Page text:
For instance, if you are a parent, you can use tracking devices to keep track of where your kid might be driving as well as how safely they are driving, as some car GPS tracker devices will note when a vehicle is speeding or brakes aggressively, among other things.
Similarly, if you are a fleet manager, you can keep track of where your drivers are, and if a driver needs to be reassigned to a new location, for instance, you can note which driver is closest and send that driver. Similarly, you can use those driving statistics to track how safely your drivers are driving and help those drivers that need to improve get the training they need. Live GPS tracker programs can also help automatically determine mileages and the correlated reimbursements for accounting purposes, as well.
On the flip side, however, car GPS tracker devices have occasionally been used inappropriately, such as by stalkers. If you think that might be you, you can always try to locate any GPS trackers that might be hidden on your vehicle.
One last caveat when it comes to live GPS tracker devices: In order for real time GPS tracker programs to work, you have to have cell service for that real-time location data to remain current.
If you are interested in looking at a car GPS tracker for your family or your business, however, consider these 12 best live GPS tracker for car or truck (in alphabetical order).
Top 12 Best Live GPS Tracker For Car
- AES RGT90 GPS Tracker. While one of the more expensive options out there, it also comes with features including 90-day battery (assuming an hour of driving time each day), 6 months free tracking data, and 70-pound heavy duty magnets—as well as location accuracy within 2.5 meters.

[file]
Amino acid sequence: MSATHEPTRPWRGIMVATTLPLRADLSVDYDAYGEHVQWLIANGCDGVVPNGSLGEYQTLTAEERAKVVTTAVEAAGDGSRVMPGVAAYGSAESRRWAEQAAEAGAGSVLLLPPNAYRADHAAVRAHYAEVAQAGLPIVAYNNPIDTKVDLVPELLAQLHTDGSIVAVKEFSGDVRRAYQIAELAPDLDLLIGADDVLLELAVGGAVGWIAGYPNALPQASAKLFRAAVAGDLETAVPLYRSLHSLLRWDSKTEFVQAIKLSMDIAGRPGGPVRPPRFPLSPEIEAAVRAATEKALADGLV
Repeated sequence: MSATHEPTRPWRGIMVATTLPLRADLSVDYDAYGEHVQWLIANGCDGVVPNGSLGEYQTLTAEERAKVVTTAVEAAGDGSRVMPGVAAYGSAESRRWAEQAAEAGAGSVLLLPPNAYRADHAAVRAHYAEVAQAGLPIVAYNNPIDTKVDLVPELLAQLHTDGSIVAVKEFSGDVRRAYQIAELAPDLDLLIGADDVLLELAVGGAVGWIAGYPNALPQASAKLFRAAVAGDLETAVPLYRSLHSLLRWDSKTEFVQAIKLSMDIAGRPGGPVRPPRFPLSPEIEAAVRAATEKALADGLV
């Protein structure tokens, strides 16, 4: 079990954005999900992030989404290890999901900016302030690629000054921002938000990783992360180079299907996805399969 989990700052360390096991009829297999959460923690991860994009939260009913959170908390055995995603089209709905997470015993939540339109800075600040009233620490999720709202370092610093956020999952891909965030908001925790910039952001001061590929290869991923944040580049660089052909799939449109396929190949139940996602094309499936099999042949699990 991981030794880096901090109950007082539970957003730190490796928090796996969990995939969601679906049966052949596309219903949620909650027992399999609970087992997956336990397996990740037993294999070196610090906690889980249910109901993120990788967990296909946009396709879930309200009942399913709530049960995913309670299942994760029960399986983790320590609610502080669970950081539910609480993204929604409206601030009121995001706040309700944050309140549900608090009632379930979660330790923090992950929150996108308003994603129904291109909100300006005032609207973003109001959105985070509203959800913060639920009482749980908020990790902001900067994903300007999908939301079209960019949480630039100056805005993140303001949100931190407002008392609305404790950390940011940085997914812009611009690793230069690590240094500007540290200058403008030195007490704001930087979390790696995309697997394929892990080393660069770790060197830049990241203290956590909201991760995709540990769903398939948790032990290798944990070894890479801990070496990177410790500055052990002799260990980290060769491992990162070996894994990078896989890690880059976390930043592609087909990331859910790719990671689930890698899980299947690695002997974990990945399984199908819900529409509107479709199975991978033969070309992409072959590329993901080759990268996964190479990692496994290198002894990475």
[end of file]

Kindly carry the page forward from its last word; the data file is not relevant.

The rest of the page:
- Amcrest AM-GL300 Real Time GPS Tracker. Small and easy to hide, this device offers the additional advantage of allowing you to set geographical bounds, meaning you get alerts if a vehicle is driven outside of that area. Same goes for speed, meaning you can set alerts if the car is driven faster than 60 mph. It utilizes 2G networks, however, meaning you should check coverage maps to ensure you’ll still get good service.
- CarLock Real Time Car Tracker and Alert System. While this system can utilize alerts tied to speed or geographical area, what really sets it apart is the alerts tied to vibrations, such as if a thief tries to use a power tool to break into your car. That makes it one of the most secure systems we’ve seen.
- Flashback GPS Tracker. A GPS data logger with long-lasting battery, simply put Flashback inside or underneath a vehicle and let is record driving activity every single second. When you want to review the travel history simply remove the GPS tracker from the vehicle and download data.With over 50 hours of recording time, Flashback is perfect for anyone seeking a high-quality no monthly fee GPS tracker.
- LandAirSea GPS 54. Easily the most popular real time GPS tracker on this list, the GPS 54 makes it easy to track any vehicle instantly. Simply place the mini live GPS tracker on an automobile with the help of the exterior magnetic mount then track the car from your iPhone, Android or computer.